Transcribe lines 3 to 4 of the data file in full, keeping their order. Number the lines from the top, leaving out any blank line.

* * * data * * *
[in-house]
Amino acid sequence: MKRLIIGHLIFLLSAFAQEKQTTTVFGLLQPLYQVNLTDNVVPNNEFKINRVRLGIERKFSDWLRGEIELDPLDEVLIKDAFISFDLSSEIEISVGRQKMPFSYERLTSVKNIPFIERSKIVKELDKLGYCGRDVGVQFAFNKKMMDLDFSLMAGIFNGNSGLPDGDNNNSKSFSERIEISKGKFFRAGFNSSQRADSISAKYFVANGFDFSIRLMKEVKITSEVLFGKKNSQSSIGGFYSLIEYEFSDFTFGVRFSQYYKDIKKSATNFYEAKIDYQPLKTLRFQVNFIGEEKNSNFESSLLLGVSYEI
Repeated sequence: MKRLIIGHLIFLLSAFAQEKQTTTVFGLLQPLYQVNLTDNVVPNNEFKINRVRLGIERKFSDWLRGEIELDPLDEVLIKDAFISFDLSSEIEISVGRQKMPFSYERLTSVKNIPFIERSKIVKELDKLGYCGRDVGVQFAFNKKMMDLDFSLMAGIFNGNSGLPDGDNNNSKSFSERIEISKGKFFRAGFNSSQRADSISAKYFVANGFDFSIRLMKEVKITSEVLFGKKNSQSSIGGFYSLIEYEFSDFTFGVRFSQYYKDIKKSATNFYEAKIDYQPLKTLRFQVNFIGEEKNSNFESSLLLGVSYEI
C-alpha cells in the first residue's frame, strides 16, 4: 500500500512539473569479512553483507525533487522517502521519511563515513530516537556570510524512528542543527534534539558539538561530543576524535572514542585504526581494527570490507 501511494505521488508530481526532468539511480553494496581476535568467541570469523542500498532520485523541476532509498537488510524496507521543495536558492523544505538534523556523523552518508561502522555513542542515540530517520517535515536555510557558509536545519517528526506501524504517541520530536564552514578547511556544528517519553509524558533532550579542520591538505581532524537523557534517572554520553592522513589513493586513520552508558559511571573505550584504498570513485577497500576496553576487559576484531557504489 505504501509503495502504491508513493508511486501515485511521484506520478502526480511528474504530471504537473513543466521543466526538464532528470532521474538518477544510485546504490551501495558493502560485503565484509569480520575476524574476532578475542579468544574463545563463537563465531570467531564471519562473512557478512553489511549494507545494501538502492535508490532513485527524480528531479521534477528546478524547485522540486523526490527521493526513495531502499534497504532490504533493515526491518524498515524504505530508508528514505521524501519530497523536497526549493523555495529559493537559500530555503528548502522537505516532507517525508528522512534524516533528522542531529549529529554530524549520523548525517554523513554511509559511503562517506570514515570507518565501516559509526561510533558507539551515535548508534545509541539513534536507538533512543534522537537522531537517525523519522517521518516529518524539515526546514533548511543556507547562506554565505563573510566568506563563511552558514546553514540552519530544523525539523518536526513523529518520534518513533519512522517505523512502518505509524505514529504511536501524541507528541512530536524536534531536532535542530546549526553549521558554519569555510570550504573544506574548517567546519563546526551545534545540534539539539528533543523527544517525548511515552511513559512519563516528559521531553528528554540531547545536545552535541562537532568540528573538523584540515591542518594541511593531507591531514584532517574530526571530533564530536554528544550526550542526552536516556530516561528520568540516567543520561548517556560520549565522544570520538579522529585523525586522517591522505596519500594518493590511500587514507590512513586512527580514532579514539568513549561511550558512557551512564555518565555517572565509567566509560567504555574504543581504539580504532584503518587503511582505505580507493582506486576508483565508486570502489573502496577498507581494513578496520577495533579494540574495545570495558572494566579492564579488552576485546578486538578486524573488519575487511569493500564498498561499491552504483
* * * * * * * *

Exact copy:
Repeated sequence: MKRLIIGHLIFLLSAFAQEKQTTTVFGLLQPLYQVNLTDNVVPNNEFKINRVRLGIERKFSDWLRGEIELDPLDEVLIKDAFISFDLSSEIEISVGRQKMPFSYERLTSVKNIPFIERSKIVKELDKLGYCGRDVGVQFAFNKKMMDLDFSLMAGIFNGNSGLPDGDNNNSKSFSERIEISKGKFFRAGFNSSQRADSISAKYFVANGFDFSIRLMKEVKITSEVLFGKKNSQSSIGGFYSLIEYEFSDFTFGVRFSQYYKDIKKSATNFYEAKIDYQPLKTLRFQVNFIGEEKNSNFESSLLLGVSYEI
C-alpha cells in the first residue's frame, strides 16, 4: 500500500512539473569479512553483507525533487522517502521519511563515513530516537556570510524512528542543527534534539558539538561530543576524535572514542585504526581494527570490507 501511494505521488508530481526532468539511480553494496581476535568467541570469523542500498532520485523541476532509498537488510524496507521543495536558492523544505538534523556523523552518508561502522555513542542515540530517520517535515536555510557558509536545519517528526506501524504517541520530536564552514578547511556544528517519553509524558533532550579542520591538505581532524537523557534517572554520553592522513589513493586513520552508558559511571573505550584504498570513485577497500576496553576487559576484531557504489 505504501509503495502504491508513493508511486501515485511521484506520478502526480511528474504530471504537473513543466521543466526538464532528470532521474538518477544510485546504490551501495558493502560485503565484509569480520575476524574476532578475542579468544574463545563463537563465531570467531564471519562473512557478512553489511549494507545494501538502492535508490532513485527524480528531479521534477528546478524547485522540486523526490527521493526513495531502499534497504532490504533493515526491518524498515524504505530508508528514505521524501519530497523536497526549493523555495529559493537559500530555503528548502522537505516532507517525508528522512534524516533528522542531529549529529554530524549520523548525517554523513554511509559511503562517506570514515570507518565501516559509526561510533558507539551515535548508534545509541539513534536507538533512543534522537537522531537517525523519522517521518516529518524539515526546514533548511543556507547562506554565505563573510566568506563563511552558514546553514540552519530544523525539523518536526513523529518520534518513533519512522517505523512502518505509524505514529504511536501524541507528541512530536524536534531536532535542530546549526553549521558554519569555510570550504573544506574548517567546519563546526551545534545540534539539539528533543523527544517525548511515552511513559512519563516528559521531553528528554540531547545536545552535541562537532568540528573538523584540515591542518594541511593531507591531514584532517574530526571530533564530536554528544550526550542526552536516556530516561528520568540516567543520561548517556560520549565522544570520538579522529585523525586522517591522505596519500594518493590511500587514507590512513586512527580514532579514539568513549561511550558512557551512564555518565555517572565509567566509560567504555574504543581504539580504532584503518587503511582505505580507493582506486576508483565508486570502489573502496577498507581494513578496520577495533579494540574495545570495558572494566579492564579488552576485546578486538578486524573488519575487511569493500564498498561499491552504483